In this way the painter's eye can reveal a parallel world where all is not as it seems; where everything is symbolic of our irrational and narcissistic behaviour. Breakfast and lunch, dinner parties with friends all come with side-orders of anxiety and suspicion. At home, we're alone with our distractions like noisy neighbours that never go out. At work, technologies watch over us, we're in love with our robots and devices. On vacation at a nice hotel, every room has a lovely view of our compartmentalized and fractured minds. These rooms are locked of course, and they contain all our hopes, obsessions and demons – like guests that never check out.
For me painting itself is an irrational compulsion – few really know why they do it, and each work is partly an exploration of this need, and partly a reflection of the artist's gaze. But the canvas is a black mirror, that twists tragedy into comedy, confinement into freedom, tears of despair into the laughter of liberation. The real world is absurd, and I paint it like it is.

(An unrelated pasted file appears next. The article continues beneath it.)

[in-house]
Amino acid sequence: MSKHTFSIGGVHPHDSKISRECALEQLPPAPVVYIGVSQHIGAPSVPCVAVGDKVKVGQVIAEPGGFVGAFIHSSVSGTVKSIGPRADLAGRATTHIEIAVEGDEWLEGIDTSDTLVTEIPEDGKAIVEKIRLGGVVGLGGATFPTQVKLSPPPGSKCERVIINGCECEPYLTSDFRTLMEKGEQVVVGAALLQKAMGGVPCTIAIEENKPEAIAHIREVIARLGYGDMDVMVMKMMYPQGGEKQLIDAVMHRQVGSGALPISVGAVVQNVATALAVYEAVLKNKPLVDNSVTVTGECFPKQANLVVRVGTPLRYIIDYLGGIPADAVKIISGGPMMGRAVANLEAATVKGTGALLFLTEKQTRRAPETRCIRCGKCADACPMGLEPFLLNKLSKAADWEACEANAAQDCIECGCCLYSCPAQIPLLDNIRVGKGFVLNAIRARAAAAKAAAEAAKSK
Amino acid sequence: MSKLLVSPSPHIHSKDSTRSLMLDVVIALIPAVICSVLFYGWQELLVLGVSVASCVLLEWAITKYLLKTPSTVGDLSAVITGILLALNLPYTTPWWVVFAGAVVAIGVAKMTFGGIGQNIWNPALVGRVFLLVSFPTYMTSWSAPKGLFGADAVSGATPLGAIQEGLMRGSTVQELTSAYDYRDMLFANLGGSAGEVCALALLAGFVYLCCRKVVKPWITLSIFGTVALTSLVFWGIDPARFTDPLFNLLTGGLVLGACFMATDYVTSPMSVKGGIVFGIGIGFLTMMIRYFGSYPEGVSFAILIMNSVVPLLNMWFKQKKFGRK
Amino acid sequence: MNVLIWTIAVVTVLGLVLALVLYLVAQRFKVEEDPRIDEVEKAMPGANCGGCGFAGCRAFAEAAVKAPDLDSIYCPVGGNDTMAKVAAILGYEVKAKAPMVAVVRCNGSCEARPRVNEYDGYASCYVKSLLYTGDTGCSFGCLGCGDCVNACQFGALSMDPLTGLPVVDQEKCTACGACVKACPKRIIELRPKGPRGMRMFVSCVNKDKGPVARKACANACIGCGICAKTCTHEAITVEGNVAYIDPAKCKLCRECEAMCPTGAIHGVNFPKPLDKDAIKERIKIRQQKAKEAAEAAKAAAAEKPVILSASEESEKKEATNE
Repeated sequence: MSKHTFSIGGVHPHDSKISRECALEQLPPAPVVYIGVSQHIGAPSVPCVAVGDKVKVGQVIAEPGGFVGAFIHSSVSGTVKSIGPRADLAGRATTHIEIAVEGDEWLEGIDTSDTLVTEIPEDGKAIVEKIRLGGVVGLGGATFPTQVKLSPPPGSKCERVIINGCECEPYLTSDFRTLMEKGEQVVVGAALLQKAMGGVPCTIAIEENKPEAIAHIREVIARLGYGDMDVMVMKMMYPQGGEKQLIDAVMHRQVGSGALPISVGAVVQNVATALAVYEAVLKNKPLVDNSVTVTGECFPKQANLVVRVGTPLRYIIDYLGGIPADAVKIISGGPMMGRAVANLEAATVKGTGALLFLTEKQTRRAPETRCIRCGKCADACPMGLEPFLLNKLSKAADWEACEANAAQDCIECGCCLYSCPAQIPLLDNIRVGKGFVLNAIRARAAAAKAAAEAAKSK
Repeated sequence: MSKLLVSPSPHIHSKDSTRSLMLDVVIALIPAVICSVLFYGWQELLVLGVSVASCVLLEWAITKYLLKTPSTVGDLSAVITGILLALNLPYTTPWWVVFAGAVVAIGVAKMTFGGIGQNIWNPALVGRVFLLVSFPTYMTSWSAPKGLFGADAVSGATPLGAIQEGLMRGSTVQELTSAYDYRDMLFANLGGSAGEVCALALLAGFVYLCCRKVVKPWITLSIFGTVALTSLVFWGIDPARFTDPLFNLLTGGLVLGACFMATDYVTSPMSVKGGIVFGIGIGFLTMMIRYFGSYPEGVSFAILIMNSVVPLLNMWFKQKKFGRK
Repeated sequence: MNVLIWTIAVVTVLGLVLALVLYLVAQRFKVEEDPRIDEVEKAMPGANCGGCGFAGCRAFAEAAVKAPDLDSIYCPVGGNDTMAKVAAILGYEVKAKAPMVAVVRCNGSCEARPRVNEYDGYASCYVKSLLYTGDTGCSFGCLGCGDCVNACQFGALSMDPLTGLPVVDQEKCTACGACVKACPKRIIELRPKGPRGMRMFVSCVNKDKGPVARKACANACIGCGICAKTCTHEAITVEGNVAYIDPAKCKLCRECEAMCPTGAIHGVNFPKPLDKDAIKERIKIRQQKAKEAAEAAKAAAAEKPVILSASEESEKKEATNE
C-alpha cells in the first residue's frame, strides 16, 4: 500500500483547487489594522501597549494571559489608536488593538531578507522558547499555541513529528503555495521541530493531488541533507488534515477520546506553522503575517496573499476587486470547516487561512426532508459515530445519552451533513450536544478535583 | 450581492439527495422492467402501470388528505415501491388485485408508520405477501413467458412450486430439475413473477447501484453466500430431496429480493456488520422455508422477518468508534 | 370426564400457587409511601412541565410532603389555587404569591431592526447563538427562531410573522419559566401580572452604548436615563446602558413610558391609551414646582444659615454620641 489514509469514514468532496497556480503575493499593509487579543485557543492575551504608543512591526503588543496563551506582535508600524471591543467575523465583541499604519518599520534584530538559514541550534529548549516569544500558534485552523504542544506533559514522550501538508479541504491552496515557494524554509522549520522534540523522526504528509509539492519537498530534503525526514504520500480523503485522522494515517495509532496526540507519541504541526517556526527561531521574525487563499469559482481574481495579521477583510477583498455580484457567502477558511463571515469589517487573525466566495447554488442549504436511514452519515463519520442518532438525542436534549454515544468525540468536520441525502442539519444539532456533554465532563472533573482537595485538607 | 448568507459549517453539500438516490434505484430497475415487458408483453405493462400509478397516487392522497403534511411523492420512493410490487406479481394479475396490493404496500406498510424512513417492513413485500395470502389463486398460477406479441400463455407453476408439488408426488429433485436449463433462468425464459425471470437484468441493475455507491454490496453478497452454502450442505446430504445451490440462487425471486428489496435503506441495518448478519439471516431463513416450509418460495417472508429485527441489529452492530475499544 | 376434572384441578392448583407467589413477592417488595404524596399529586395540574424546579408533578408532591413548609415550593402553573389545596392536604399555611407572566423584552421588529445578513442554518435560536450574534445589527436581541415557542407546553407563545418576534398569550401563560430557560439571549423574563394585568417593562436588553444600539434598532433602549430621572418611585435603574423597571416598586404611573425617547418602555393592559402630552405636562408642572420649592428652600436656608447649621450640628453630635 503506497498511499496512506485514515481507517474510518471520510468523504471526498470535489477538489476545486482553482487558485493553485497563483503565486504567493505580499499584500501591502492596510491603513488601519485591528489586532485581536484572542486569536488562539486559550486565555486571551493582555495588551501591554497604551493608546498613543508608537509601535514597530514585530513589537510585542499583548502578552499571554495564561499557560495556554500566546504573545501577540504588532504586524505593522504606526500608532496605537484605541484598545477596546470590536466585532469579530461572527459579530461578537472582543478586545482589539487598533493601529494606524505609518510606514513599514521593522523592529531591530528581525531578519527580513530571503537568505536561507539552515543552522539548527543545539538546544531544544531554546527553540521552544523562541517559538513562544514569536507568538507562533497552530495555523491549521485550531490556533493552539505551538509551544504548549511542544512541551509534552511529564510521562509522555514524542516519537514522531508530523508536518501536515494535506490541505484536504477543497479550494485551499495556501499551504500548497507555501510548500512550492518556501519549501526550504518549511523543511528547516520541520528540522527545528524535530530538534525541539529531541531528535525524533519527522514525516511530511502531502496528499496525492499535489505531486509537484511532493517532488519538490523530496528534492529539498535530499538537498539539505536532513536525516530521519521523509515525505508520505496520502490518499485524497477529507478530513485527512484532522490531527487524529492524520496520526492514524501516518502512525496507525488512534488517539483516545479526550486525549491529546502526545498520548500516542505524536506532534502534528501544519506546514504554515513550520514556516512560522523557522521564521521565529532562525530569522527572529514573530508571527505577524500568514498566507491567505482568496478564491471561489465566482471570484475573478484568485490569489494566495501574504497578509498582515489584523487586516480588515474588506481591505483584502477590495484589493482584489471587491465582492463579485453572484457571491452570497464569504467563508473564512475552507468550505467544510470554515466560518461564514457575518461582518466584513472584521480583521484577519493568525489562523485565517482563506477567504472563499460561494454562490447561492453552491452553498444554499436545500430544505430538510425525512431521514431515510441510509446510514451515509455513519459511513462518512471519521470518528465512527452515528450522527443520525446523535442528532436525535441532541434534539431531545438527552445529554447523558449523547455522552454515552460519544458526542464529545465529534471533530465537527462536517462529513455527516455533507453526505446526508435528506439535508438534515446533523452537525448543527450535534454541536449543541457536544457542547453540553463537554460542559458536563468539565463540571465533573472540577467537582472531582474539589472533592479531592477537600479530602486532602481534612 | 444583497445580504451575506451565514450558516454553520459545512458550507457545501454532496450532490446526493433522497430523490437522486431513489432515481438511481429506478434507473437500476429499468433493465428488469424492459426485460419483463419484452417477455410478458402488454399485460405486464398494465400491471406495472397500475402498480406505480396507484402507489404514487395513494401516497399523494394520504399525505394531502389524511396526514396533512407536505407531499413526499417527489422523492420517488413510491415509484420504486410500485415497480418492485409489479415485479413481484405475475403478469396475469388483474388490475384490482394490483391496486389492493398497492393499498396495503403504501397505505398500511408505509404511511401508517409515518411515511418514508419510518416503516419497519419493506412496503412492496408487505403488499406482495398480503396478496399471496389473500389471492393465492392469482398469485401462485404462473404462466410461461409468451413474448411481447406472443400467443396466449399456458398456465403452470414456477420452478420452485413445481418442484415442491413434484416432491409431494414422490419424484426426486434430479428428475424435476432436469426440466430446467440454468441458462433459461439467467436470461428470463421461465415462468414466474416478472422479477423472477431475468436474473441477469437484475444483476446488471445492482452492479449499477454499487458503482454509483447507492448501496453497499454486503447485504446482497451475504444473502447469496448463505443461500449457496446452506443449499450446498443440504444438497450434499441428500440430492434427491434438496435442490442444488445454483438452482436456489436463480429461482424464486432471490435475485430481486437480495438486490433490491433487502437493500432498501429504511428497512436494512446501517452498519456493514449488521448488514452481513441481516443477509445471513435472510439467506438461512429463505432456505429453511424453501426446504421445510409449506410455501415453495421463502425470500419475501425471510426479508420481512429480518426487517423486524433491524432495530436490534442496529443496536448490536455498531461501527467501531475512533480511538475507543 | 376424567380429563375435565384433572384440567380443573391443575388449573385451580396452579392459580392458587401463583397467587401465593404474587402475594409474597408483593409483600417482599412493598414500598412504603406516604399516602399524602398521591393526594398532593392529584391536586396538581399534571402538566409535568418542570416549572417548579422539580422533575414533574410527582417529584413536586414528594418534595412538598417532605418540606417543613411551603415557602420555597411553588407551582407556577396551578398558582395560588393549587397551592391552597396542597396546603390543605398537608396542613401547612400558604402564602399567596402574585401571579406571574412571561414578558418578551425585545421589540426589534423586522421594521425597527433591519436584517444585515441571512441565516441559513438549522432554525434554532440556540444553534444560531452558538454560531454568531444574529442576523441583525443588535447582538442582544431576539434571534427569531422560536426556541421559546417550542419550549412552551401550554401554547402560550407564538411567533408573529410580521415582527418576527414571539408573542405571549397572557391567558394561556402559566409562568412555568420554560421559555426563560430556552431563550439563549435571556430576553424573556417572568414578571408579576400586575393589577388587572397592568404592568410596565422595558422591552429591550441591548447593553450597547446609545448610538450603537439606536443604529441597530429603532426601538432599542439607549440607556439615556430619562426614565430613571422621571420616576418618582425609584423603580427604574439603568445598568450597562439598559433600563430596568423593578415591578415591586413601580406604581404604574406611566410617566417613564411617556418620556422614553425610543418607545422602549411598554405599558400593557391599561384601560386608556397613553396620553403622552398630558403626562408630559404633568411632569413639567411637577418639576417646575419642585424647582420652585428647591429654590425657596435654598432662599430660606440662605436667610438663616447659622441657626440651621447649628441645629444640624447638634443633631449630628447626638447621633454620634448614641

PLAYGROUNDS OF FORGETTING


In his 'Histories' Herodotus tells of a play written by a famous Athenian tragedian that was banned and the author fined because it told the story of the destruction of another Greek city by the Persians, which the Athenians found too upsetting. The tragedy was condemned to 'Lethe'. Much has been written about the 'collective memory' and consequently the willful amnesia of communities keen to reconstruct the past. And this applies as much to each of us as we lurch along the twists and turns of our own personal roller-coasters.
In these paintings I have taken inspiration from the games children (and grown-ups) play to represent some stories and allegories about the loss of the past, of the traditions, myths and rituals that sustain our sense of who we are, where we've come from and where we are going.